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Applications of the Mach number

1 Denitions
= Air density (kg/m
3
)
A = Area (m
2
)
a = Speed of sound (m/s)
p = Pressure (Pa = N/m
2
)
R = Gas constant (Value is: 287J/(kgK)) (J/(kgK))
T = The temperature of a certain amount of gas (K)
V = Velocity (m/s)
M = Mach number (dimensionless)
= Ratio of specic heats (Value for normal air is: 1.4) (dimensionless)
c
v
= Specic heat at constant volume (For air: c
v
= 717J/(kgK)) (J/(kgK))
c
p
= Specic heat at constant pressure (For air: c
p
= 1004J/(kgK)) (J/(kgK))
V
cal
= Calibrated ight velocity (m/s)
2 Speed of sound
The speed of sound is an important thing in aerodynamics. A formula to calculate it can be derived.
Therefore the continuity equation is used on a sound wave traveling through a tube with constant area:
Aa = ( +d)A(a + da) a =
da
d
Assuming an isentropic ow, it is allowed to ll in the speed of sound in the Euler equation, which gives
dp = a da. Combining this with the previous equation gives:
a =

dp
d
(2.1)
This is not a very easy formula to work with though. But by using the isentropic ow relations, it can
be derived that
dp
d
=
p

, and therefore:
a =
_

(2.2)
Using the equation of state, this can be transformed to:
a =
_
RT (2.3)
So the speed of sound only depends on the temperature. But when the speed of sound is known, also the
Mach number can be calculated:
M =
V
a
(2.4)
There are three important regions of Mach numbers:
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1. M < 1: Subsonic ow
2. M = 1: Sonic ow
3. M > 1: Supersonic ow
These regions can be split up into more detailed, but less important regions, as can be seen in table 1.
Mach number: M < 0.3 0.3 < M < 1 M = 1 M 1 1 < M < 5 5 < M
Name: Low subsonic High subsonic Sonic Transonic Supersonic Hypersonic
Table 1: Mach regions and corresponding names.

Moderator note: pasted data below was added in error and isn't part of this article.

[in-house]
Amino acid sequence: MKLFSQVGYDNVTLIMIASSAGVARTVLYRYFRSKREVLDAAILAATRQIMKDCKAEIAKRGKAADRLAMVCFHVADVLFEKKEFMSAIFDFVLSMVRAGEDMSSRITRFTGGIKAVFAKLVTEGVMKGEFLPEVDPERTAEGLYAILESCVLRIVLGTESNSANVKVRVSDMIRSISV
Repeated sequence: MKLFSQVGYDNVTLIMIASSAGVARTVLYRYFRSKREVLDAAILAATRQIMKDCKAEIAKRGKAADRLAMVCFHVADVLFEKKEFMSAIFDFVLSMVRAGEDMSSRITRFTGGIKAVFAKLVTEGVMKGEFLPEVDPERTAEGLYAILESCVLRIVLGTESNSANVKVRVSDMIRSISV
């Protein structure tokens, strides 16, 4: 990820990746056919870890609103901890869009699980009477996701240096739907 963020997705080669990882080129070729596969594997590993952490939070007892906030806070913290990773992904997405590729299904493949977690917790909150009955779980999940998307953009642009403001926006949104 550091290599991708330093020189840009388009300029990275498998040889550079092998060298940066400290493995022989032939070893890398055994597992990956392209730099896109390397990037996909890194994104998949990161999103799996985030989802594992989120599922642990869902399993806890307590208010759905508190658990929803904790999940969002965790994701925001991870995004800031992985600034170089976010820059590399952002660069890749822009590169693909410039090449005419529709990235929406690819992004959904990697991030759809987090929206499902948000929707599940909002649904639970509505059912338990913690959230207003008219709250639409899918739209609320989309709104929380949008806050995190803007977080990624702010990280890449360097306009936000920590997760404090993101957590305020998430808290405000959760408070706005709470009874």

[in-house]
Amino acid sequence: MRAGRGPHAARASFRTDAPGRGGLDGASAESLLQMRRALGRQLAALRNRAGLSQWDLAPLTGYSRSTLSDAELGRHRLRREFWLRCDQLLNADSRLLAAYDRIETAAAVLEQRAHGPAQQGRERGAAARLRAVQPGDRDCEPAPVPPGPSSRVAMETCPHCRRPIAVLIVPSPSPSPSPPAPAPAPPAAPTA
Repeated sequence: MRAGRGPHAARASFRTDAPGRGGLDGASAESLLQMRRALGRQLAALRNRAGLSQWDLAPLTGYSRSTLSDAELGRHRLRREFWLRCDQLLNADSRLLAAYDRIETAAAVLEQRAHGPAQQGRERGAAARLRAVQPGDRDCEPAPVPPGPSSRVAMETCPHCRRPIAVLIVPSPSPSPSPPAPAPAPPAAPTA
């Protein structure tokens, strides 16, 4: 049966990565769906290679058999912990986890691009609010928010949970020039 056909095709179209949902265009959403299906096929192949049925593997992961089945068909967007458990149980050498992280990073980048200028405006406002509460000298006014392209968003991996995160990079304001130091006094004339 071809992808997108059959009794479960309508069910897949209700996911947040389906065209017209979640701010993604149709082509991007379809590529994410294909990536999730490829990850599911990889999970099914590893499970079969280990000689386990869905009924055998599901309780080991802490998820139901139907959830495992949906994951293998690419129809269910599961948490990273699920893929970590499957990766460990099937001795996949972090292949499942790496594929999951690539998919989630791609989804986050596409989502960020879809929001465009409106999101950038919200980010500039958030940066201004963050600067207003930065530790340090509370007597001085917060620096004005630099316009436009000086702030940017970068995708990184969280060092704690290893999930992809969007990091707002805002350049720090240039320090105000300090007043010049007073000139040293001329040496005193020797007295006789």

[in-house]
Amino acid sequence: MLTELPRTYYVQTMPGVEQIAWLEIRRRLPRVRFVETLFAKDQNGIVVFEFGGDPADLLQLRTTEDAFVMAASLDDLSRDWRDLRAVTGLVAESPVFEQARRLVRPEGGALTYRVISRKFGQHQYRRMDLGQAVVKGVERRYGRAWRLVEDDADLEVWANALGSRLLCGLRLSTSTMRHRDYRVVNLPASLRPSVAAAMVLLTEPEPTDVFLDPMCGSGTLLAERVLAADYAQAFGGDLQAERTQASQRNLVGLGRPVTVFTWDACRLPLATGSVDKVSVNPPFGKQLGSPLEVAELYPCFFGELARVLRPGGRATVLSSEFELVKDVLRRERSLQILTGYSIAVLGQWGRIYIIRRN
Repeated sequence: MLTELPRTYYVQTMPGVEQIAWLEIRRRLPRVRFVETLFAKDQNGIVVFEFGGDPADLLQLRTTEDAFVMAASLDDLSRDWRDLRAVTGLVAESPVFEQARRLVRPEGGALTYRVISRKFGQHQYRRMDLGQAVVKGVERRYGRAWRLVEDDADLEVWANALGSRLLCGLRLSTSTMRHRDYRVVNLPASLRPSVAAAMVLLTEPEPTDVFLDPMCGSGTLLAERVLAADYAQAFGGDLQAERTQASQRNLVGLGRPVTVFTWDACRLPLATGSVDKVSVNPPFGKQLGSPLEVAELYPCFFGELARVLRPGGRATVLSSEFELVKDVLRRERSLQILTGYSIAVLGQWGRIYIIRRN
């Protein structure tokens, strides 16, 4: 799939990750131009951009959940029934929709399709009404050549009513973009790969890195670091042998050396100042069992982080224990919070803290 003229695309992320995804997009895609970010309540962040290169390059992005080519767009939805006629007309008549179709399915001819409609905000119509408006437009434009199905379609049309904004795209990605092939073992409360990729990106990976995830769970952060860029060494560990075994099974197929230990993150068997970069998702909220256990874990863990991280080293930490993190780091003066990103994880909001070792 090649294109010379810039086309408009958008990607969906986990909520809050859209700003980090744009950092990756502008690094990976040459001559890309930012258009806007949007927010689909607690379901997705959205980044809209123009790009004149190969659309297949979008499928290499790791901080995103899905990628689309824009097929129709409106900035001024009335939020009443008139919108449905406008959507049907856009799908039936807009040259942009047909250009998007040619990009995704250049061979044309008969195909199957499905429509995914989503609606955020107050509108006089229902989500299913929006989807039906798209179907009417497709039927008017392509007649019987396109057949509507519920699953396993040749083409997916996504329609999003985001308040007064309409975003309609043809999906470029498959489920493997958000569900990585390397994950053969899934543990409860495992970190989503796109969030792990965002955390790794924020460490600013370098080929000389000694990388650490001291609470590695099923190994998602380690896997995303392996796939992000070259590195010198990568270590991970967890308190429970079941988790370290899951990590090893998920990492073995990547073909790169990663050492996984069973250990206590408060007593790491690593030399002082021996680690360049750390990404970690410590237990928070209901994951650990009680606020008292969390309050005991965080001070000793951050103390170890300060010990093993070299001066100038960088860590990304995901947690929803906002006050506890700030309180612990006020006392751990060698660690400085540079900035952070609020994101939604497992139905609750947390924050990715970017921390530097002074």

3 Isentropic ow relations including Mach number
Let point 0 be the stagnation point, and let point 1 be a point in the undisturbed ow. The stagnation
speed V
0
is 0. So p
0
is equal to the total pressure in the ow. The energy equation implies that:
c
p
T
1
+
1
2
V
2
1
= c
p
T
0

T
0
T
1
= 1 +
V
2
1
2c
p
T
1
It is known that R = c
p
c
v
and =
cp
cv
. From that it can be derived that:
c
p
=
R
1
Combining these two equations results in:
T
0
T
1
= 1 +
1
2
V
2
1
RT
1
It is also known that a
2
1
= RT
1
and M
1
V1
a1
. Using that data, the previous formula can be transformed
to:
T
0
T
1
= 1 +
1
2
M
2
1
(3.1)
And by using the isentropic ow relations, also the following can be deduced:
p
0
p
1
=
_
1 +
1
2
M
2
1
_

1
(3.2)

1
=
_
1 +
1
2
M
2
1
_ 1
1
(3.3)
But do keep in mind that p
0
and
0
are the pressure and density, respectively, at the stagnation point
(because V
0
= 0).
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4 Calculating ight velocity
Calculating ight velocity for low subsonic ows is not dicult, because incompressibility can be assumed.
Therefore only the formula for the ight velocity at high subsonic speeds is shown. The equations derived
in the previous paragraph can be used to nd those formulas. But to do that, the Mach number should
rst be isolated:
M
2
1
=
2
1
_
_
p
0
p
1
_
1

1
_
And using equation 2.4, the following relation is evident:
V
2
1
=
2a
2
1
1
_
_
p
0
p
1
_
1

1
_
(4.1)
However, it is not easy to measure a pressure ratio
p0
p1
. Most measuring devices measure a pressure
dierence p
0
p
1
instead. Therefore the previous equation can be transformed.
V
2
1
=
2a
2
1
1
_
_
p
0
p
1
p
1
+ 1
_
1

1
_
This formula still has a pressure value p
1
(which is not a pressure dierence), and the speed of sound
(which depends on T
1
, the static temperature in the air around the airplane). Both are rather dicult
to measure accurately. Therefore the calibrated airspeed V
cal
is introduced, and dened as follows:
V
2
cal
=
2a
2
s
1
_
_
p
0
p
1
p
s
+ 1
_
1

1
_
(4.2)
5 Supersonic wind tunnels
From the continuity equation, the following can be derived:
AV = c lnAV = ln + lnA + lnV = lnc
d

+
dA
A
+
dV
V
= 0
Where c is any constant mass ow. First lling in Eulers equation =
dp
V dV
and then lling in equation
2.1 results in the following:
0 =
d V dV
dp
+
dA
A
+
dV
V
=
V dV
a
2
+
dA
A
+
dV
V
=
M
2
dV
V
+
dA
A
+
dV
V
A nal transformation results in the so-called area-velocity relation:
dA
A
=
_
M
2
1
_
dV
V
(5.1)
This formula has interesting implications. When looking at the three previously discussed Mach number
regions, the following three phenomena can occur:
1. Subsonic ows (M < 1): For the velocity to increase, the area must decrease (and vice-versa).
2. Sonic ows (M = 1): This is a rather strange case, because it implies
dA
A
to be 0. Therefore this
only occurs in the tunnel where the cross-sectional area is minimal (this point is called the throat
of the tunnel).
3. Supersonic ows (M > 1): For the velocity to increase, the area must increase (and vice-versa).
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